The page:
Pellegrino Artusi,who in 1890 wrote Italy’s first modern cookbook, had grown up in Emilia-Romagna (a region in the north known for its hearty food) but lived out his adult life in Tuscany’s capital, Florence. Despite lots of culinary contributions from the south and far north, this area of Italy is considered the country’s food heartland. As part of their extensive list of extra-curricular activities, students taking the core course of the Food Studies Program had the opportunity to visit three small producers in the region.
The first stop was the Salumificio La Perla, in the windy hills above Parma. Students met Carlo Lanfranchi, a self-described farmer’s son and heart of the small, family-run factory where over ten thousand fresh Italian hams are turned into delicious prosciutto each year. Students saw the various stages of salting and Carlo explained the special text with a small horse-bone probe before the group went upstairs for a hearty lunch of cheese-and-herb filled ravioli and (of course) prosciutto.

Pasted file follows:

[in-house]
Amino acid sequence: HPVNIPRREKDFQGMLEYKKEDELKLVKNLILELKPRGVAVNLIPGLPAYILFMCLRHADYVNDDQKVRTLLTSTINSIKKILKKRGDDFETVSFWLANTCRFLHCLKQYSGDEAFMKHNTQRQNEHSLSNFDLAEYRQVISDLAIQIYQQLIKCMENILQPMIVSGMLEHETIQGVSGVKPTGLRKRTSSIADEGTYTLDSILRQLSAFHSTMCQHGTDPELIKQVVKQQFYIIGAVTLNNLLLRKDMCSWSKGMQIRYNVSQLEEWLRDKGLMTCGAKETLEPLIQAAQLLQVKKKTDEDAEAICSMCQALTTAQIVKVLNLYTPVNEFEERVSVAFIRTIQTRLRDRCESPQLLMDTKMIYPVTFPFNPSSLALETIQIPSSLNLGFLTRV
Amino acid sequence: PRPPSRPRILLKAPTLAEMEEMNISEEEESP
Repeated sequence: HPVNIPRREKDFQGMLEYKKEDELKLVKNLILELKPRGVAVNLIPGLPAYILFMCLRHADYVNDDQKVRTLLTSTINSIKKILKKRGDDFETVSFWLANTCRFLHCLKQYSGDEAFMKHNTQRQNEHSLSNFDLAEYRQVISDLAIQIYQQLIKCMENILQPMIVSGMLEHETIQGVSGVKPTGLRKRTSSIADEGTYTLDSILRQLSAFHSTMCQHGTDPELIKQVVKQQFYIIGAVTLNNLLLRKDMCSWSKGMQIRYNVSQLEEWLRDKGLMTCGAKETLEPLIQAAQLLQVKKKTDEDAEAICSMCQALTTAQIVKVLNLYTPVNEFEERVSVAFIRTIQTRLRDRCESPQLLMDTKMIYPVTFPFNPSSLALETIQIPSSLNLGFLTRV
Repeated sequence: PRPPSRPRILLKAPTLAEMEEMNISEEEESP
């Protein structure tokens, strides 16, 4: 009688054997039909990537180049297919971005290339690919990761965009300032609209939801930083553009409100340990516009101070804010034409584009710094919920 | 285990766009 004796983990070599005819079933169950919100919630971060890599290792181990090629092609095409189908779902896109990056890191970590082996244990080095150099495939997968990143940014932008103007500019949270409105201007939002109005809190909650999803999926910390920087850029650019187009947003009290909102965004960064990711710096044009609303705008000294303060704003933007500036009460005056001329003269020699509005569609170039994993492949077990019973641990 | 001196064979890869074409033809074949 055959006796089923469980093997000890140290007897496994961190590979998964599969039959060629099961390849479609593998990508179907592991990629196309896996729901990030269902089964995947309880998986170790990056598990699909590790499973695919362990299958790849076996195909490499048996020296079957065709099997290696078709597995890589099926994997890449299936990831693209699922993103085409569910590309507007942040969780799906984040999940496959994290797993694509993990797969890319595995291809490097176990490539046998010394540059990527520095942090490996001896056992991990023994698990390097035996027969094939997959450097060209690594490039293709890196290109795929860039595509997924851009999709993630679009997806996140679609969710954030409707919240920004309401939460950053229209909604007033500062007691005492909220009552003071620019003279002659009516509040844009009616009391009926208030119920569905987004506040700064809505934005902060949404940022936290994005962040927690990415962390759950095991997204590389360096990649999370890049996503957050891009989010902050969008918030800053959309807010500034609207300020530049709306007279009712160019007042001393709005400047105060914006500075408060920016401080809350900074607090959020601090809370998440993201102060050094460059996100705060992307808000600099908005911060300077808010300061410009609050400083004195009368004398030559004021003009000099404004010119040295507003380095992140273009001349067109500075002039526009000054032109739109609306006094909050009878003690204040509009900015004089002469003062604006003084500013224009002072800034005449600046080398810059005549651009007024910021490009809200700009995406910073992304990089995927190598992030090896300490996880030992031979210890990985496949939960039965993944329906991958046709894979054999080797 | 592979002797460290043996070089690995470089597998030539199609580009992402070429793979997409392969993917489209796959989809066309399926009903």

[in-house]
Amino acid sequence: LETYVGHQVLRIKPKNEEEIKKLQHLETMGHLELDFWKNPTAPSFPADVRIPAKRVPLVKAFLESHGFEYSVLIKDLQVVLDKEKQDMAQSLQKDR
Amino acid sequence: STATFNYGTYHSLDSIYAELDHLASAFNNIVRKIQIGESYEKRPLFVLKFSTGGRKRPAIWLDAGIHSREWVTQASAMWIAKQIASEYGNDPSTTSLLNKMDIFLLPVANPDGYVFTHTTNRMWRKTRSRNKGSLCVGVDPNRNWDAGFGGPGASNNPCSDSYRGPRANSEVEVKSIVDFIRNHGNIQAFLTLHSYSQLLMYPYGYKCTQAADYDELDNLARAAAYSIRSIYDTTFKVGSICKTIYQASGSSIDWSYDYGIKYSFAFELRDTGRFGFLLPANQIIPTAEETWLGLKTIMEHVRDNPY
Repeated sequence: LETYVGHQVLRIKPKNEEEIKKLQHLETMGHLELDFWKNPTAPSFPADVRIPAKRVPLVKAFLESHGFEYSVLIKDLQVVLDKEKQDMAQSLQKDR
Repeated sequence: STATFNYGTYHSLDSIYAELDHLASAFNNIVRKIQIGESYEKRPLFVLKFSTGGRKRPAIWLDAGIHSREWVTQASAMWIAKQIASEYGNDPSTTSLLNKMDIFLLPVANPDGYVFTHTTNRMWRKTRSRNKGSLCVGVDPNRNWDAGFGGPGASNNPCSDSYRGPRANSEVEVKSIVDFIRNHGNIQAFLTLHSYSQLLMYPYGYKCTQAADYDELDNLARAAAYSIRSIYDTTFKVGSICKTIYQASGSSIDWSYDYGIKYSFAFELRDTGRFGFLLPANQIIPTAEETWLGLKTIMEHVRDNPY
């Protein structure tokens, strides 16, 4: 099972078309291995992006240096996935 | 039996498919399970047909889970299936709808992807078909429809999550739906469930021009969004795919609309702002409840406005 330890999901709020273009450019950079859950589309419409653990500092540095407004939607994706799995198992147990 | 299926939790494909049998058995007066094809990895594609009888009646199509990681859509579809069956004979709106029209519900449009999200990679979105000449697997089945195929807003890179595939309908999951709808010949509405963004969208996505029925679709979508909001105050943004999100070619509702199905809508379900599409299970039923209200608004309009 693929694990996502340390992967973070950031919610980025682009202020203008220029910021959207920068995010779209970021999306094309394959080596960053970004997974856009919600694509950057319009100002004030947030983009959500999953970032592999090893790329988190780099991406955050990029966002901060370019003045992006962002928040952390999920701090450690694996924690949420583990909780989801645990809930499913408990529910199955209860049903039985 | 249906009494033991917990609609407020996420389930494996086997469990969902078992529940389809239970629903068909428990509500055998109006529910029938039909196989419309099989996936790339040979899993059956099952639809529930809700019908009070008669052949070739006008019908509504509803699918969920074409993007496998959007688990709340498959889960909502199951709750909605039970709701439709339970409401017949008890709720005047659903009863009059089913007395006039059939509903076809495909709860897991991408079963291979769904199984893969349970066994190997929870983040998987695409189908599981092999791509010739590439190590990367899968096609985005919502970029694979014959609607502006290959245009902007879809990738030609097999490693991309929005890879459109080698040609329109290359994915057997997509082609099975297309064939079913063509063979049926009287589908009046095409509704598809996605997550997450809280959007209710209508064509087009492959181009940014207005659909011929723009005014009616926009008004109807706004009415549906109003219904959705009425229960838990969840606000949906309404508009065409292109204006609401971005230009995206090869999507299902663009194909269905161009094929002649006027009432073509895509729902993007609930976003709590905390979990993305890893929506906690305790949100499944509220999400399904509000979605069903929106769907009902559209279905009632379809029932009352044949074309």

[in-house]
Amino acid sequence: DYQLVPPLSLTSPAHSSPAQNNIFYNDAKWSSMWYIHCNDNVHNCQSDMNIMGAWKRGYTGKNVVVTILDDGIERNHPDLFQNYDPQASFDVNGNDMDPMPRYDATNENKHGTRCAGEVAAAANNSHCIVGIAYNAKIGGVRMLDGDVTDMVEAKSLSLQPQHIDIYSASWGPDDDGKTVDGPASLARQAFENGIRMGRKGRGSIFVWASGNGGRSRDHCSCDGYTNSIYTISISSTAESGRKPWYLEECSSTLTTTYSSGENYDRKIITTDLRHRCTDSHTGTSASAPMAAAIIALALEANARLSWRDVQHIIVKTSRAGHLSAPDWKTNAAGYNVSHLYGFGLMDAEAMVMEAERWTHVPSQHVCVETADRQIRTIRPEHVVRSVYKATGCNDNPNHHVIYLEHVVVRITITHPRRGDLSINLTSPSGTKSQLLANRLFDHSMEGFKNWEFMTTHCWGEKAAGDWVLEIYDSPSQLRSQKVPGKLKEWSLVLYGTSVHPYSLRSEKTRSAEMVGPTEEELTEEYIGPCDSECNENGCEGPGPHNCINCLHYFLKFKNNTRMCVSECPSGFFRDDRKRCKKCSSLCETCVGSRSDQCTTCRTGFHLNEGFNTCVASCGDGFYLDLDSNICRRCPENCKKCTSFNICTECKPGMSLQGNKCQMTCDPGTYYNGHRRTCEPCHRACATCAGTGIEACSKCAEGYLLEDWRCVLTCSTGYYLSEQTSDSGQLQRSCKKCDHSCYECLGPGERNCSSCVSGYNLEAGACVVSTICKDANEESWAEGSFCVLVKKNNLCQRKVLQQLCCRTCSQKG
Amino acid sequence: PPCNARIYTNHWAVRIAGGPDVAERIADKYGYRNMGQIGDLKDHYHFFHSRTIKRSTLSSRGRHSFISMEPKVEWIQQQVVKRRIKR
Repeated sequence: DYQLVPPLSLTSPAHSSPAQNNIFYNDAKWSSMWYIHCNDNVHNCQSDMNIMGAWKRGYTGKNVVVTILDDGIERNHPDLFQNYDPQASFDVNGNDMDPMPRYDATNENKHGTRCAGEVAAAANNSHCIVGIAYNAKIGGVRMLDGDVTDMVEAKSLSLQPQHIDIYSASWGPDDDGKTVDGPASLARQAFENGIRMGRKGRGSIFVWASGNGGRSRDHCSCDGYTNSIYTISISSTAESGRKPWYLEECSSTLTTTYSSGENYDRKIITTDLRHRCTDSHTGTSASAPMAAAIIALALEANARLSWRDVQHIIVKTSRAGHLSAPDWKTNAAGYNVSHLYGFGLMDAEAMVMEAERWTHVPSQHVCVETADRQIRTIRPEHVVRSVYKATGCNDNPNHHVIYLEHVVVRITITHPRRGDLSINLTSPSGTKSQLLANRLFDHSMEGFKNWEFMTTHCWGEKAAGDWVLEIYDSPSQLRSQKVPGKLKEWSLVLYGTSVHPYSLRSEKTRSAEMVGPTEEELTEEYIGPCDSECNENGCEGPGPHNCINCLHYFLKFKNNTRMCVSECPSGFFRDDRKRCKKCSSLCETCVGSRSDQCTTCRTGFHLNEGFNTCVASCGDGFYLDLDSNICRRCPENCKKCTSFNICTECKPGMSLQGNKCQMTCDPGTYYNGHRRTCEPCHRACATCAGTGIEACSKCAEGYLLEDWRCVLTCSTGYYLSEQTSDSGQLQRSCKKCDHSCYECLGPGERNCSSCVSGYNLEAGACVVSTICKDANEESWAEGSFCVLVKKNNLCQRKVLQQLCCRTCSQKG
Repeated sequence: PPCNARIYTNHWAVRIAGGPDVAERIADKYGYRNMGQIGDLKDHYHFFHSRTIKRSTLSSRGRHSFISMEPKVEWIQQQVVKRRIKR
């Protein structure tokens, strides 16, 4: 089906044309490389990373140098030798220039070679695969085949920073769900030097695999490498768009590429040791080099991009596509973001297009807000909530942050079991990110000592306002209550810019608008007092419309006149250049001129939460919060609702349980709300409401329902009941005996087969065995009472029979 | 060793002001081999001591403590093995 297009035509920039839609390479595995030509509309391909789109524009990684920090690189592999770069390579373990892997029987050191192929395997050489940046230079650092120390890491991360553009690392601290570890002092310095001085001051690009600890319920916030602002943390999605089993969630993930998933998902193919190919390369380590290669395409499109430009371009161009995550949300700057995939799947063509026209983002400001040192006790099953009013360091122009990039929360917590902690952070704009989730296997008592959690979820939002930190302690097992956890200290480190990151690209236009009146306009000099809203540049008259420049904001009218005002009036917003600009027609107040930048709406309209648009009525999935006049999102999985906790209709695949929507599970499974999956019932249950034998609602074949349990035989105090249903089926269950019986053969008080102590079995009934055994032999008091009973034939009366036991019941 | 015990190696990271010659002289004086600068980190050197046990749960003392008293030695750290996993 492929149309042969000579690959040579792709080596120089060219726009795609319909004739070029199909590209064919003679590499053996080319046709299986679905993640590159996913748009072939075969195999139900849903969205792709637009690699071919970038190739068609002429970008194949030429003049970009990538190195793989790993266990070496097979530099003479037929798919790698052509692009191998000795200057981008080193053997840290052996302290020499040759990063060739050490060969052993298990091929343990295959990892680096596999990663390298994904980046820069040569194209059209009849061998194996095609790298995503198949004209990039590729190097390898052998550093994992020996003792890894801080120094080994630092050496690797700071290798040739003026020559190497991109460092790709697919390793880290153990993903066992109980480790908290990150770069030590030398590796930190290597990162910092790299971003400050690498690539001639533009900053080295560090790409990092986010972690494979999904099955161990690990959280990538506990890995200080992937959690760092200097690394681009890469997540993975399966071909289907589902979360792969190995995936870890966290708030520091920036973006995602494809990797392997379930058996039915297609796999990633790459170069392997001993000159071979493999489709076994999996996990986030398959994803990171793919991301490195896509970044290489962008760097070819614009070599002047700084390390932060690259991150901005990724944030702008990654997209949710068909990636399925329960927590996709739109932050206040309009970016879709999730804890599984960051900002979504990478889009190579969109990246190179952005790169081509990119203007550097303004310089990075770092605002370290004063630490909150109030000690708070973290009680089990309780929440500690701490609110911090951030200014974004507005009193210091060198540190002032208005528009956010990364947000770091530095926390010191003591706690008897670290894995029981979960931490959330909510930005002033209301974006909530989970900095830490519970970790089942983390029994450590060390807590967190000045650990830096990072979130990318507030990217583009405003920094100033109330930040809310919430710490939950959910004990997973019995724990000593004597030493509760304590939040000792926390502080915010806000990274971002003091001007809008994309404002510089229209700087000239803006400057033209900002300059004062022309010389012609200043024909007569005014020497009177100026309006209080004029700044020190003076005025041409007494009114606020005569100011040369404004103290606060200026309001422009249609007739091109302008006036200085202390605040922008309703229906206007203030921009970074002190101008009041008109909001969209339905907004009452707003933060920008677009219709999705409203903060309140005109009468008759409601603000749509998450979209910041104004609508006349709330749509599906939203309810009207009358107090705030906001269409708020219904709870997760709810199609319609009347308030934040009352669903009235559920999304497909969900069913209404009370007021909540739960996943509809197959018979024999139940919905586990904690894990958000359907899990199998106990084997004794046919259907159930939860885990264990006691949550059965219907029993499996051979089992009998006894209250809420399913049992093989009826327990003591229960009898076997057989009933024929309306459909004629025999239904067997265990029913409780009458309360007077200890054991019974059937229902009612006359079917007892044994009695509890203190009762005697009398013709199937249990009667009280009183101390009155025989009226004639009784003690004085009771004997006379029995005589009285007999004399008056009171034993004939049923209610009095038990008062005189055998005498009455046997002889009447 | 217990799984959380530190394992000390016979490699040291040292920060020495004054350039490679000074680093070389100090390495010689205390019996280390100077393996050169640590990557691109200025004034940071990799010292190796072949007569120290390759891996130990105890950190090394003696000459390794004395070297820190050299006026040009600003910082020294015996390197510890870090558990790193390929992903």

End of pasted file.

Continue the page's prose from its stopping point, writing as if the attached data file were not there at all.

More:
After the evening and night in Parma, students left Saturday morning for the mist-shrouded outskirts, where twelve local dairy farmers have created a small cooperative to process the milk from their cows. Student were able to see the process of cheese-making from the beginning (as the workers pulled the curds out of the huge copper kettles with thick cheesecloths) to the salting, and even went in the huge warehouse where finished wheels of cheese wieghing over 150lbs each were stacked on shelves that went to the ceiling.
Last stop on the trip was the Acetaia San Donnino, a family-run business where students were able to see the six different sets of wooden barrels (each made of a different wood) that balsamic vinegar has to pass through on its twelve year-long journey to becoming Modena’s most famous product. A real hit: tasting the thick, syrupy balsamic vinegar on vanilla ice cream!